If you are interested in acupuncture, acupressure, or external QiGong (energy healing): You could call a few practitioners and see if they have helped others with their hair or baldness.

The good news is: There are quite a few things you could do on your own!

Tai Chi and QiGong: You could learn these amazing techniques and heal yourself. Many miraculous healing stories exist shared especially amongst Spring Forest QiGong. If you do not believe in Chi, Meridians and energy that is fine!  Tai Chi and QiGong have a very powerful relaxing effect on the body and mind. Try it simply for relaxation. We all know how bad stress and anxiety can be for hair!

Read more on QiGong here (to be added soon)

Plants:

1- Fo-ti: Is well known amongst individuals and herbal stores to promote hair growth. No scientific evidence exists yet.
Read more about Fo-Ti here (to be added soon)

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Salt, Tea and Blood Pressure in Pastoral Nomads from Phala Tibet

Monday, August 2nd, 2010

These are a few quotes, resources I used in my research relating to the Tibetan Pastoral Nomads and their diet.

Title: Anthropological Fieldwork in Tibet Studying Nomadic Pastoralists on the Changtang
By: Melvyn C. Goldstein and Cynthia M. Beall (Case Western Reserve University)

Quote:

For example, the nomad diet is exclusively animal products and grain, i.e., they consume no vegetables or fruits, yet they show no obvious signs of vitamin or mineral deficiency. And despite the fact that they consume large Quantities of fat and salt from the Tibetan tea (made with butter and salt) they drink throughout the day and from their heavy consumption of meat, cheese and yogurt, they also have low blood pressure–we found no cases of hypertension.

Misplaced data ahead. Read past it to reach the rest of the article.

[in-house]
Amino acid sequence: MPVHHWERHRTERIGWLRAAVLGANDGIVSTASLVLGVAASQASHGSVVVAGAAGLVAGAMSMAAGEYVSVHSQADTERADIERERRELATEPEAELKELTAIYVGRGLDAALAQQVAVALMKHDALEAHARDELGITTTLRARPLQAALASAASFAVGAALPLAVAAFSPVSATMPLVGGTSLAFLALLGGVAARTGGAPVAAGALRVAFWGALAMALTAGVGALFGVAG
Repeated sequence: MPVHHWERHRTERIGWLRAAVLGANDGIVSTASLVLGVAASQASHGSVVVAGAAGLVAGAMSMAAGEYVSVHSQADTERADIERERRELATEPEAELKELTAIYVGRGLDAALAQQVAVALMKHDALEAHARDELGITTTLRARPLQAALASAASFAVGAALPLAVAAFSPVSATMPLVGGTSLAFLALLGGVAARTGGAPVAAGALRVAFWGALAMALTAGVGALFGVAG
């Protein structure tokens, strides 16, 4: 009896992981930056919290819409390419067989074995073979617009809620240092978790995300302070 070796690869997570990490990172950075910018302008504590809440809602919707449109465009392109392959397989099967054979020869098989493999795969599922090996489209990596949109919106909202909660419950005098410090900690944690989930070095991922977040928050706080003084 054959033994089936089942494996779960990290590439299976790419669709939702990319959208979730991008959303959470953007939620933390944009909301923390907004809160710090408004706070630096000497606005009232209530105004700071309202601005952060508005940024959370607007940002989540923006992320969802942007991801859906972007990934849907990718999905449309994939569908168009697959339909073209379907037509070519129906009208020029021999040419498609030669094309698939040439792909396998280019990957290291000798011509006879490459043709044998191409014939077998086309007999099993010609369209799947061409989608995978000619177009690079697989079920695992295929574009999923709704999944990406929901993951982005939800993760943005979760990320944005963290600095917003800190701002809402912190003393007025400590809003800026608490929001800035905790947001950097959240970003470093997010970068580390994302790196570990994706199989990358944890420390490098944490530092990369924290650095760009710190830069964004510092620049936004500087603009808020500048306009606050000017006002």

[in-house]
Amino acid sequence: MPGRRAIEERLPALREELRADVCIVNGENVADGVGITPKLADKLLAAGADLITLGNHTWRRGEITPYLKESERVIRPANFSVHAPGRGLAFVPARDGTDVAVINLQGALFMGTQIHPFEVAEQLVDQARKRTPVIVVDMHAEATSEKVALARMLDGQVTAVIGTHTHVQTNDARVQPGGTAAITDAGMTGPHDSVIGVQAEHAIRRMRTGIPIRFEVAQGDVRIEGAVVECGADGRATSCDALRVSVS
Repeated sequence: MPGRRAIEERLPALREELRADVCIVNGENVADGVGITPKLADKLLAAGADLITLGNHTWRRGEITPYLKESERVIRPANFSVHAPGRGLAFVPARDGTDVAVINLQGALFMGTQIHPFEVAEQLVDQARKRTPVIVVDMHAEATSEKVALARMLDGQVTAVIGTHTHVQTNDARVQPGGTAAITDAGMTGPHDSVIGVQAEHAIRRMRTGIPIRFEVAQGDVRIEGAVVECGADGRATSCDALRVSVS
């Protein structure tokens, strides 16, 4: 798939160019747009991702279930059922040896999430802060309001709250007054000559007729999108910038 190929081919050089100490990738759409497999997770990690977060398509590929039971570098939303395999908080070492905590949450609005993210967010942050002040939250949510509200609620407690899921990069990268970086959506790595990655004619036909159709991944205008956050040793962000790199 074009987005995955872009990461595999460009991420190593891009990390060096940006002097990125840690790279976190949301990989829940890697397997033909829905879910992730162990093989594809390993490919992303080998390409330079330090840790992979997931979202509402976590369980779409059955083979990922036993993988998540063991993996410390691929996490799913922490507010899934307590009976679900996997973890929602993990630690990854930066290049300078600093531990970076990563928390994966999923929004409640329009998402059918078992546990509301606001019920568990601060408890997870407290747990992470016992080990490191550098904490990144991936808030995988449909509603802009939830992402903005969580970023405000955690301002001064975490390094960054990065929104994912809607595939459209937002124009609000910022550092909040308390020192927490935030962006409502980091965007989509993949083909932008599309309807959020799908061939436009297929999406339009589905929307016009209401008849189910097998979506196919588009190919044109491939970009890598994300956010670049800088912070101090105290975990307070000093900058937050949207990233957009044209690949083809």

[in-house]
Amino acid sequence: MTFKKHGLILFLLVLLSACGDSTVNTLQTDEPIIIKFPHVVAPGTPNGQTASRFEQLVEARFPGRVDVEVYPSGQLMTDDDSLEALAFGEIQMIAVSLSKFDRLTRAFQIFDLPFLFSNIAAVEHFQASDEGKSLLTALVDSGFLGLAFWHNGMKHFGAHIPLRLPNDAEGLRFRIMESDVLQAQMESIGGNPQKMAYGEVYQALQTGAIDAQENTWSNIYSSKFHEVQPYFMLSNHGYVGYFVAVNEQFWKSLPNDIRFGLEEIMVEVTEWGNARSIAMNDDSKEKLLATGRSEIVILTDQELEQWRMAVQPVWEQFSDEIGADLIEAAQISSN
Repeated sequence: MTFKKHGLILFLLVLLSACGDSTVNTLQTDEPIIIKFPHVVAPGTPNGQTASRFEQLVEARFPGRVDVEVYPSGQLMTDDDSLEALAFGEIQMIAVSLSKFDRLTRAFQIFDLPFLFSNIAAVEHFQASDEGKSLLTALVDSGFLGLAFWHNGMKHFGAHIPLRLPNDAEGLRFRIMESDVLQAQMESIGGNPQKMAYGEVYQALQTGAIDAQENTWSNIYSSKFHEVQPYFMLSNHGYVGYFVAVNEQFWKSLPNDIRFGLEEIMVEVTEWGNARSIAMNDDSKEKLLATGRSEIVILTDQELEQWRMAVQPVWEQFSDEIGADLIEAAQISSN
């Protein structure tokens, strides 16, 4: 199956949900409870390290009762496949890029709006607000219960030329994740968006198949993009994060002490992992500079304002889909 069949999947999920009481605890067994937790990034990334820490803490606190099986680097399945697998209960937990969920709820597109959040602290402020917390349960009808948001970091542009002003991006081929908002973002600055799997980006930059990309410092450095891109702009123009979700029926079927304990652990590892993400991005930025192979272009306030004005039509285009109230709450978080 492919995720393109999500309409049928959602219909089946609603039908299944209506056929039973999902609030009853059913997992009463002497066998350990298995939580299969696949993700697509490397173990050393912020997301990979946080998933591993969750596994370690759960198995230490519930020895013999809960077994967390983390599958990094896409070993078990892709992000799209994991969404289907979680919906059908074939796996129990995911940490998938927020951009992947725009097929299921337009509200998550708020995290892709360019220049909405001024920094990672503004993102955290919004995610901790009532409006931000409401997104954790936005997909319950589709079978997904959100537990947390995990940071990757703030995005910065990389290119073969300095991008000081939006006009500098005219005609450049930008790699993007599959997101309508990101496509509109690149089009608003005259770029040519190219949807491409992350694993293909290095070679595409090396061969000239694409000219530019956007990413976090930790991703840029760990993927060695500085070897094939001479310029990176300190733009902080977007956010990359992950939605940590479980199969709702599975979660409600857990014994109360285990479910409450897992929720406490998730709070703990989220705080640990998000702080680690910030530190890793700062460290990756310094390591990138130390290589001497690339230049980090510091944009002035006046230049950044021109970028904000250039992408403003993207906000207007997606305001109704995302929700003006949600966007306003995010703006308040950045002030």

Read the full paper free here: http://digitalcommons.macalester.edu/cgi/viewcontent.cgi?article=1148&context=himalaya

Another quote, this one is from findarticles.com

The high consumption of salt and animal fat does nottranslate into high blood pressure, at least among Tibetan nomads studied last summer by anthropologist Cynthia M. Beall of Case Western Reserve University. Beall, who is working with Goldstein in Tibet, found no cases of hypertension among more than 120 Phala nomads. The average blood pressure of those measured so far is below reported averages for men and women in the United States. The nomads’ diet consists of meat, dairy products, barley flour and tea flavored with salt and butter; fresh fruits and vegetables are scarce at the 3-mile-high elevation. Beall now plans to measure the amount of salt consumed by nomads. Several factors, including extreme altitude, may help to depress blood pressure, she suggests.

Beall uncovered another surprising finding after takingblood samples from 110 Phala men and women and calculating their hemoglobin concentration–a measure that usually increases at high altitudes. Hemoglobin concentration was greater for Phala nomads than for sea-level populations or for Tibetans living at 12,000 feet above sea level, but residents of Chile’s Andes Mountains have the highest known hemoglobin rates at elevations several thousand feet lower than the Tibetan plateau. A larger sample of Phala nomads will be studied for hemoglobin concentration as well as for other measures of oxygen delivery in the body, says Beall.